AmeriCorps members assigned to the libraries work closely with parents and their young children in early-literacy programs, such as Cradle to Crayons. These members, many of whom speak Spanish, enourage parents to get library cards and select appealing, high-quality books for their children.

“I had never realized how much I could teach my child on a simple walk around our neighborhood or with materials we have at home.” – Parent who participated in an R2LP course for families — 13 —

‘They are our legs, heart and soul’


e’ve always said our AmeriCorps members are our legs in the community,” says R2LP Director Leslie Gell. “But they’re so much more than that. They are our heart and soul.”

Since 2005 when our first AmeriCorps team joined us, our members have performed well over 250,000 hours of service in Providence, Pawtucket and Central Falls. In those hours, they read thousands of books to young children, assisted in hundreds of library programs, and delivered scores of literacy kits to home child-care providers. The R2LP AmeriCorps program has 35 members annually. After nearly a month of intensive training in August, they receive their assignments for the remainder of the year. Most work at child-care centers and libraries, but some are assigned to R2LP where they assist staff in different functions. Since 2009, several members have been assigned to Project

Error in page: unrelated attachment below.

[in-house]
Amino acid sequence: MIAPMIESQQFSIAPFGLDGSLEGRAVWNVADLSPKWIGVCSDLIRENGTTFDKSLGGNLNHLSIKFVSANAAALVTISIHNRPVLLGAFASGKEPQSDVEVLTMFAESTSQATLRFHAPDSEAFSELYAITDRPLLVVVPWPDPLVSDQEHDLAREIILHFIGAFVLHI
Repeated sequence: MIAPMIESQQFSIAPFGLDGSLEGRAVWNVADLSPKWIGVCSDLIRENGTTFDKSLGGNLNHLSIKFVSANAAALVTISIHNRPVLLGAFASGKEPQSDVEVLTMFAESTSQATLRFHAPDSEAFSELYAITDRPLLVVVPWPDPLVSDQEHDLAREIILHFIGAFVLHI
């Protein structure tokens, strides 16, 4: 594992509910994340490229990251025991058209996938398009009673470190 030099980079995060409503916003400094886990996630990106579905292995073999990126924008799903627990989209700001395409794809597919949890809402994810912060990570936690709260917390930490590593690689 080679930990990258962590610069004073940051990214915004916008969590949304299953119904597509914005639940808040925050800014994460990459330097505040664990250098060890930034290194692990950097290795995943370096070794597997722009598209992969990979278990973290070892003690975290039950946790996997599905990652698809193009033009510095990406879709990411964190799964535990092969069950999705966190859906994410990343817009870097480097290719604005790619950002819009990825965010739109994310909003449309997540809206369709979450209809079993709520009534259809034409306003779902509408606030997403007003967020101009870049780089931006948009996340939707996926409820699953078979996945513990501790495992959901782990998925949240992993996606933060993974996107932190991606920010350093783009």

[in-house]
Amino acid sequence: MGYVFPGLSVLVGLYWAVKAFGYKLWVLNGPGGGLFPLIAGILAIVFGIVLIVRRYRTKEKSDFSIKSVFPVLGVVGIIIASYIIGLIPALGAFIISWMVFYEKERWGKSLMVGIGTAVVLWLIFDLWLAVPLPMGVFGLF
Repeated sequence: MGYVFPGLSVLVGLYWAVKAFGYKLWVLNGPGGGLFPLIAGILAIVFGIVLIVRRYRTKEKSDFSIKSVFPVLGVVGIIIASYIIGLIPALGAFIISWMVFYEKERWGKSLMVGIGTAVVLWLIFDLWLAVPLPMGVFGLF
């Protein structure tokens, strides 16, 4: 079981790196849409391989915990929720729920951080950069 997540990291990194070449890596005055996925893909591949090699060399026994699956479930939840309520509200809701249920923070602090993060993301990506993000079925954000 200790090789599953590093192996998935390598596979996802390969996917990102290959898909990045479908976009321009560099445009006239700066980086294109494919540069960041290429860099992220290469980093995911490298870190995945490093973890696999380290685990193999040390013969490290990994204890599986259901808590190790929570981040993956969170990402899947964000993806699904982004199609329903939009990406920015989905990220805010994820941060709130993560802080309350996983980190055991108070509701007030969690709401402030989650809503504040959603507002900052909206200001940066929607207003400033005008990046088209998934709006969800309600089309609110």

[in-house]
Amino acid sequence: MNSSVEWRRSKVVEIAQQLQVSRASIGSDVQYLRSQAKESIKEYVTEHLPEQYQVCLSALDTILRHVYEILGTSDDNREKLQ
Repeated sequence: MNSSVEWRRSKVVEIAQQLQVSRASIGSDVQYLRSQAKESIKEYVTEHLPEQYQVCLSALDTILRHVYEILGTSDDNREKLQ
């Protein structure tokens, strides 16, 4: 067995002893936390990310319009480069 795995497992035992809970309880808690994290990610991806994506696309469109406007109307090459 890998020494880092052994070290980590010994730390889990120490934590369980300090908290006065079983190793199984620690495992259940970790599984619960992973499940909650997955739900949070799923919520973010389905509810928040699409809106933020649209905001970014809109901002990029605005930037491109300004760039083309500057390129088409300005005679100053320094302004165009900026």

LAUNCH, working at pediatric clinics in Hasbro Children’s and St. Joseph’s hospitals. There they help parents complete assessments on their child’s development, and serve as translators with the medical staff. Nearly half of our AmeriCorps members say they want to pursue careers in the early-care field. With the experience and training they receive during their one or two years of service, many receive job offers soon after leaving us. R2LP also offers AmeriCorps members a seminar in assembling the extensive portfolio and application required for the Child Development Associate credential, a significant first rung on the career ladder for early-care education.

“I had never once in my life thought about teaching. I didn’t think I had the skills or ability, but my year in AmeriCorps changed that. Seeing all the knowledge the children obtained from different things I’ve taught them is amazing. It has inspired me to look into early education as a career.” – Former R2LP AmeriCorps member

— 14 —

— 15 —

A stronger workforce leads to a stronger economy


hrough our many initiatives, residents of Providence and surrounding communities are strengthening their earning potential, becoming more marketable, and moving up the early-care career ladder.